As I recall, Bussard mentioned these joints(?) in his Google talk and said they could be shielded also. How that would be done is open to debate. I would guess that a charge wouldn't help due to that old - no effective electrostatic field inside a hollow sphere argument. And, I don't see how a magnetic field associated with the small number of wires that could be packed inside these much smaller interconnects could magnetically shield as well as the thicker magrid. The suggestion of mounting each coil on ceramic standoffs that are in the 'shadow' of the grid seams reasonable to me- if recirculation is mostly ocillation or bouncing within a single cusp, rather than orbiting through another cusp. If burning p-B11 these supports could possibly also serve as mounts for the energy capturing decelleration grids

Dan Tibbets
To error is human... and I'm very human.

MSimon
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Post by MSimon »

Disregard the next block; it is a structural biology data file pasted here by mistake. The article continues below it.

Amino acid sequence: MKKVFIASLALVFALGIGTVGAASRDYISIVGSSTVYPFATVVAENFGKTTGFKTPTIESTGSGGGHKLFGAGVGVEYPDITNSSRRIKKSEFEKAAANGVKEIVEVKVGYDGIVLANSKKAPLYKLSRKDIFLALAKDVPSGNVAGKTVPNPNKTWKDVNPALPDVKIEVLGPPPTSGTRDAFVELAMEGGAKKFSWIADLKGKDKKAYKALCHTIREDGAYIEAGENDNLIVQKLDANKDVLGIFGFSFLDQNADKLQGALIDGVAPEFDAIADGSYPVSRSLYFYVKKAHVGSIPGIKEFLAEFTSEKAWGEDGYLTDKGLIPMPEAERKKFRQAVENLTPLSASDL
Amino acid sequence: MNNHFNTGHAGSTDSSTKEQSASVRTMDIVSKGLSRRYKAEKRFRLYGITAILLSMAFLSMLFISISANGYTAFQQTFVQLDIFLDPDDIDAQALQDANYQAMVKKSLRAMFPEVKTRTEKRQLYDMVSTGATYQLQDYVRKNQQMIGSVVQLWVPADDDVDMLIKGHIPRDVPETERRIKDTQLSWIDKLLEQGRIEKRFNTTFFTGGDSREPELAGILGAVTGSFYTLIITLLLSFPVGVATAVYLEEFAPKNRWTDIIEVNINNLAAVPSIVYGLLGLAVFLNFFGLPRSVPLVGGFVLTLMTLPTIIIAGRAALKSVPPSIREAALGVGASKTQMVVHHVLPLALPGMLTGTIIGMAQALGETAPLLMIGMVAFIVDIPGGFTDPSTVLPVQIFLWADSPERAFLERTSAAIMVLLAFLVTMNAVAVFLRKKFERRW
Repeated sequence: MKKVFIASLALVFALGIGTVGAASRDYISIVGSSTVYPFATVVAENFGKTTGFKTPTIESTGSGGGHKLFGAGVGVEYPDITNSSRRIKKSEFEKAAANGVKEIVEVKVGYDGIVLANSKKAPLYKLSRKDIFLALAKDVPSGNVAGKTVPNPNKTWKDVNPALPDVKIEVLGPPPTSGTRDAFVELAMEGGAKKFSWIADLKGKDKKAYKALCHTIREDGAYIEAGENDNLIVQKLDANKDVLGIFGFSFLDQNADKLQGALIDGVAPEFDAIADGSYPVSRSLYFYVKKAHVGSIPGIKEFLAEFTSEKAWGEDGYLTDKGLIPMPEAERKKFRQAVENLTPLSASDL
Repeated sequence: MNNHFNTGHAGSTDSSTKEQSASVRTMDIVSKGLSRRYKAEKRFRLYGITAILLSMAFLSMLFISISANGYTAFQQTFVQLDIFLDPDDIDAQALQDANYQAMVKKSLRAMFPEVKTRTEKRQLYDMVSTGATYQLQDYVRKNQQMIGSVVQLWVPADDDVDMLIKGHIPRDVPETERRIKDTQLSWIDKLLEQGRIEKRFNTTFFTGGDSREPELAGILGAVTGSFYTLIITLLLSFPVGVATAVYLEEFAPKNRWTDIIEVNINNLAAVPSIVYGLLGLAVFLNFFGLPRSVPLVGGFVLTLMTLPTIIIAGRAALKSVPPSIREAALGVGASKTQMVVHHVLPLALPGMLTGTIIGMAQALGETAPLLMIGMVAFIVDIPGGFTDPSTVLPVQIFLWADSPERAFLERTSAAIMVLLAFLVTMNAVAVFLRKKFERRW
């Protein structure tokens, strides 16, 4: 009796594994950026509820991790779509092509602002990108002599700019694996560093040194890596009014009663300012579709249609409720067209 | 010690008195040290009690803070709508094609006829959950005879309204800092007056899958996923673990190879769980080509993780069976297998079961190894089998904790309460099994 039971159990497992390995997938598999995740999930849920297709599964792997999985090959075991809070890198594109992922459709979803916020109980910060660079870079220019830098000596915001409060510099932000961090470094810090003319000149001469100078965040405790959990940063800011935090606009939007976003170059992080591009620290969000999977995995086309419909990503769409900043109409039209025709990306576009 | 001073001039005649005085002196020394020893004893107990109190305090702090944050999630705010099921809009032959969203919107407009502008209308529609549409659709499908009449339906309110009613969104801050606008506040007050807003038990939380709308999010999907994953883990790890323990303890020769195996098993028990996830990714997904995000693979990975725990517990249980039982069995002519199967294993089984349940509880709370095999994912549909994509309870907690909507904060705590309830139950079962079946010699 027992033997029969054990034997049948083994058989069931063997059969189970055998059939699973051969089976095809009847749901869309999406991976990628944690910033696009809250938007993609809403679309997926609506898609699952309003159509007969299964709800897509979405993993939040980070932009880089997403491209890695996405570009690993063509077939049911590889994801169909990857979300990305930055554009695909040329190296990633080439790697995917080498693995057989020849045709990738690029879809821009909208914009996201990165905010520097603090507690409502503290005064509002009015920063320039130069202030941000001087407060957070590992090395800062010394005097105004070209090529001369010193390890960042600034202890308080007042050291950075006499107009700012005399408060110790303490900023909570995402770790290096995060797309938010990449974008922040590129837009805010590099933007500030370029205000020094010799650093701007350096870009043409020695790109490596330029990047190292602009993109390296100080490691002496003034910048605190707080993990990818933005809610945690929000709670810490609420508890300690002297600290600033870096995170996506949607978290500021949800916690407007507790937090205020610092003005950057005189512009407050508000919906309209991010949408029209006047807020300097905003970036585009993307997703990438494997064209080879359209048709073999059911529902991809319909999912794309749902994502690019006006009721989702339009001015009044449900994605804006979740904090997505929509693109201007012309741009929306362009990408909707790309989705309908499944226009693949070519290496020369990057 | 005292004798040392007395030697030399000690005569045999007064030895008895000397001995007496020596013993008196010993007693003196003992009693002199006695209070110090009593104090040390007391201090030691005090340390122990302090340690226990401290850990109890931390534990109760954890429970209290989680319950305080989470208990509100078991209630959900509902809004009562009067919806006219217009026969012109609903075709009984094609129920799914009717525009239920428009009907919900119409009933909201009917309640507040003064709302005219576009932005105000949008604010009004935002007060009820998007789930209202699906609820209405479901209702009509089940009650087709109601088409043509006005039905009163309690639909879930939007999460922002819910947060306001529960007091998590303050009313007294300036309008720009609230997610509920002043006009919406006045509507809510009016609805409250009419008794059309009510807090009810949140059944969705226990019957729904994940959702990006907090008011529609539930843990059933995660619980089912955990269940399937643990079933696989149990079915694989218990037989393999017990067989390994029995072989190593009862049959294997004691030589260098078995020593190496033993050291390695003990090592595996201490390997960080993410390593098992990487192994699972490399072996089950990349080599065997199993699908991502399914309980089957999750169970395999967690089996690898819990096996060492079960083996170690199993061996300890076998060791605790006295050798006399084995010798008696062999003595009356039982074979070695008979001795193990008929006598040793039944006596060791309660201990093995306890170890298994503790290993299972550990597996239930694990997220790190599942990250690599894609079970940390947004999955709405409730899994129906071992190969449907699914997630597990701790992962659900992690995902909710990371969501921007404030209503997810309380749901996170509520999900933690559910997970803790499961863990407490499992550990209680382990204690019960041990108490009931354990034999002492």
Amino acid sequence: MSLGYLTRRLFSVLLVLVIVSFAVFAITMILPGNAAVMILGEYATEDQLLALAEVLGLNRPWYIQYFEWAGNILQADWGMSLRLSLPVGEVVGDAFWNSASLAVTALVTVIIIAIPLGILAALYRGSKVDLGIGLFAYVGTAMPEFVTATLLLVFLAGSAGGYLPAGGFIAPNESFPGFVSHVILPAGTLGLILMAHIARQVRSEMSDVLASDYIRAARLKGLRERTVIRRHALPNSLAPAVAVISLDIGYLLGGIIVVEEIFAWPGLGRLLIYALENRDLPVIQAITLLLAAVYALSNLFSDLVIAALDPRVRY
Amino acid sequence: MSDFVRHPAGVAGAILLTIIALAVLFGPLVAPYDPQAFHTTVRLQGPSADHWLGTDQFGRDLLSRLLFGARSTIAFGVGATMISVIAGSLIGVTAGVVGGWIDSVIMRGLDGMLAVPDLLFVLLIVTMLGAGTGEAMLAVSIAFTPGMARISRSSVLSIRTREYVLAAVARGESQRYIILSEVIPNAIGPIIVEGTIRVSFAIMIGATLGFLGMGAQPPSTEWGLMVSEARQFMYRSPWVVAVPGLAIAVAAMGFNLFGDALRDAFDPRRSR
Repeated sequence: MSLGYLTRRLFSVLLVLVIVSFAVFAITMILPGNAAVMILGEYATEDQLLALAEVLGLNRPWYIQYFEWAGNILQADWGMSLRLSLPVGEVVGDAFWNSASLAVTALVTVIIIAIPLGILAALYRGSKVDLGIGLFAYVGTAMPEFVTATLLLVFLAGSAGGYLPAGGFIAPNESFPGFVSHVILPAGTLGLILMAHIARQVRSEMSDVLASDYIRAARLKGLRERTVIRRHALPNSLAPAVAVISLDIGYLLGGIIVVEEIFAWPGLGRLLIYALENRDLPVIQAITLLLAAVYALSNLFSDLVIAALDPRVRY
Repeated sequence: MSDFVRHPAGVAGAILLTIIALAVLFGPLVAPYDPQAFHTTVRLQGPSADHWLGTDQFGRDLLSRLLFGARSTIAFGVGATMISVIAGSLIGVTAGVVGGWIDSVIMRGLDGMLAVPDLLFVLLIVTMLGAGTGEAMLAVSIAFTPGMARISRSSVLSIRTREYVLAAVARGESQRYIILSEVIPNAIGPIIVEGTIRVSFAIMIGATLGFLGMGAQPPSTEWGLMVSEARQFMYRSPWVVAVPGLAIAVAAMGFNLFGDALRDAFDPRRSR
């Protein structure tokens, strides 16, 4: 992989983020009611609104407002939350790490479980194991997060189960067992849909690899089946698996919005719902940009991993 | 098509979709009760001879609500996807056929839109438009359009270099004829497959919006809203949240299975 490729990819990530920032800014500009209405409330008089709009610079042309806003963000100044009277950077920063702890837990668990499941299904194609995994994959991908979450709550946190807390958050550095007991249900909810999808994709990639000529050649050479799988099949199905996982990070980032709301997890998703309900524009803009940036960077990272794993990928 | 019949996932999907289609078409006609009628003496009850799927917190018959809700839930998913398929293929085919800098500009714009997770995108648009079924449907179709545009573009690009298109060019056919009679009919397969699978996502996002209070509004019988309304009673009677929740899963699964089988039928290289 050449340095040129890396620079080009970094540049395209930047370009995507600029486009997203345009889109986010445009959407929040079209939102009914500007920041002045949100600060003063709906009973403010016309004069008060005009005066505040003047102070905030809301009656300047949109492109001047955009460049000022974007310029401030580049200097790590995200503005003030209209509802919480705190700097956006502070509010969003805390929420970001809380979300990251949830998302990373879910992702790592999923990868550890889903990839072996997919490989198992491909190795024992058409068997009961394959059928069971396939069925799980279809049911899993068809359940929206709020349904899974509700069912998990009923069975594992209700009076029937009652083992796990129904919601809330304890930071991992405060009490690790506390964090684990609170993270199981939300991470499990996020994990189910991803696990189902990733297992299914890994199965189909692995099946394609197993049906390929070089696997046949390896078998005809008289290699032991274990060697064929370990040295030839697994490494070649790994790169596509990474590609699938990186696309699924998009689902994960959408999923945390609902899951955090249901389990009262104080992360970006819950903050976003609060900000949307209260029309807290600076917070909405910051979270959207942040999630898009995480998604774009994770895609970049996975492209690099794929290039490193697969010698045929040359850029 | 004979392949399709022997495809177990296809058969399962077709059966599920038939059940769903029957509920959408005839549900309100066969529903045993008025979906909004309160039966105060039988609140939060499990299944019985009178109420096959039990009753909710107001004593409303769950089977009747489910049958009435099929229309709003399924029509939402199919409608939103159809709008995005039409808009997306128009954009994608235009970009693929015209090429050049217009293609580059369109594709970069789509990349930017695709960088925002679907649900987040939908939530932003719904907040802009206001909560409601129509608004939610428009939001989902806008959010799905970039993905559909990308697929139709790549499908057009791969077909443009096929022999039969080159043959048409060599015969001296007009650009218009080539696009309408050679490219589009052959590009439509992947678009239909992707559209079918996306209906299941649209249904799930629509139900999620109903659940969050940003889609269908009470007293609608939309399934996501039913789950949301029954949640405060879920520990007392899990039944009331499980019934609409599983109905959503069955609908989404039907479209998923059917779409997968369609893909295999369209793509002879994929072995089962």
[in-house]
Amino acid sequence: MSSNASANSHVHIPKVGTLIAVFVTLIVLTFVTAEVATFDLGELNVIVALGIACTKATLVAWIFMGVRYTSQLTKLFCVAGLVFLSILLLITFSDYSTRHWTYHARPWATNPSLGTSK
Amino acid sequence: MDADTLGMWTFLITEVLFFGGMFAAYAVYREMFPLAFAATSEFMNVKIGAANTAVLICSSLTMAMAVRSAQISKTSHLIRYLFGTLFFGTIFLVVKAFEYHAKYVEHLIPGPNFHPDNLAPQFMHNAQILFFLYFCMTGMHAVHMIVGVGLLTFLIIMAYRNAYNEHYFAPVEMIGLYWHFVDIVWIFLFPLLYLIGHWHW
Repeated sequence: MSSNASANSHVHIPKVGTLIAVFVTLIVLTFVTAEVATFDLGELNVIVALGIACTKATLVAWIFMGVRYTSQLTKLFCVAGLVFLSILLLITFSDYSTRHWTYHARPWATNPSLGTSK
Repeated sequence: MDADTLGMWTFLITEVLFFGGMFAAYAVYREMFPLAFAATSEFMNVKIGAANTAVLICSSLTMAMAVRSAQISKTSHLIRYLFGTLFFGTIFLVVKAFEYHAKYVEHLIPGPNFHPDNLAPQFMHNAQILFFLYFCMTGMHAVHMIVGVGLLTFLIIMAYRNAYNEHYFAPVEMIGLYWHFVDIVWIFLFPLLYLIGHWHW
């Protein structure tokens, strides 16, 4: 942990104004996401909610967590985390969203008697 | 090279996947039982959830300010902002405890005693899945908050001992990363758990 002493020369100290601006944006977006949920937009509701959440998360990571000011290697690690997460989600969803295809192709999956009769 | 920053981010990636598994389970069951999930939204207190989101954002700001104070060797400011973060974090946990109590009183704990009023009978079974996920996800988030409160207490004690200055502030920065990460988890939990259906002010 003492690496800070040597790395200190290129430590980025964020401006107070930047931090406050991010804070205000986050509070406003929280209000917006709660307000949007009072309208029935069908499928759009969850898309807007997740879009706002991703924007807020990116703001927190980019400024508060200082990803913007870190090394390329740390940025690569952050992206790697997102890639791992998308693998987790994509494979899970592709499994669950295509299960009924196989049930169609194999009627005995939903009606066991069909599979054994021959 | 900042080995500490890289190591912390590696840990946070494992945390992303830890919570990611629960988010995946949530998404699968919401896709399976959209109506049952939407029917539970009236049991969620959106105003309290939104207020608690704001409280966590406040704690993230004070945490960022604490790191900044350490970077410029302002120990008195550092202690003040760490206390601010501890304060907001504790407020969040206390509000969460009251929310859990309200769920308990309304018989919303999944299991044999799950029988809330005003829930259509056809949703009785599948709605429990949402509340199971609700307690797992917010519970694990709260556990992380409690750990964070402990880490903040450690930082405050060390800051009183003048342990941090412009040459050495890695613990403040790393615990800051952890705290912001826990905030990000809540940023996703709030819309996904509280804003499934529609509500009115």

D Tibbets wrote:As I recall, Bussard mentioned these joints(?) in his Google talk and said they could be shielded also. How that would be done is open to debate. I would guess that a charge wouldn't help due to that old - no effective electrostatic field inside a hollow sphere argument. And, I don't see how a magnetic field associated with the small number of wires that could be packed inside these much smaller interconnects could magnetically shield as well as the thicker magrid. The suggestion of mounting each coil on ceramic standoffs that are in the 'shadow' of the grid seams reasonable to me- if recirculation is mostly ocillation or bouncing within a single cusp, rather than orbiting through another cusp. If burning p-B11 these supports could possibly also serve as mounts for the energy capturing decelleration grids

Dan Tibbets
That is my take as well.
Engineering is the art of making what you want from what you can get at a profit.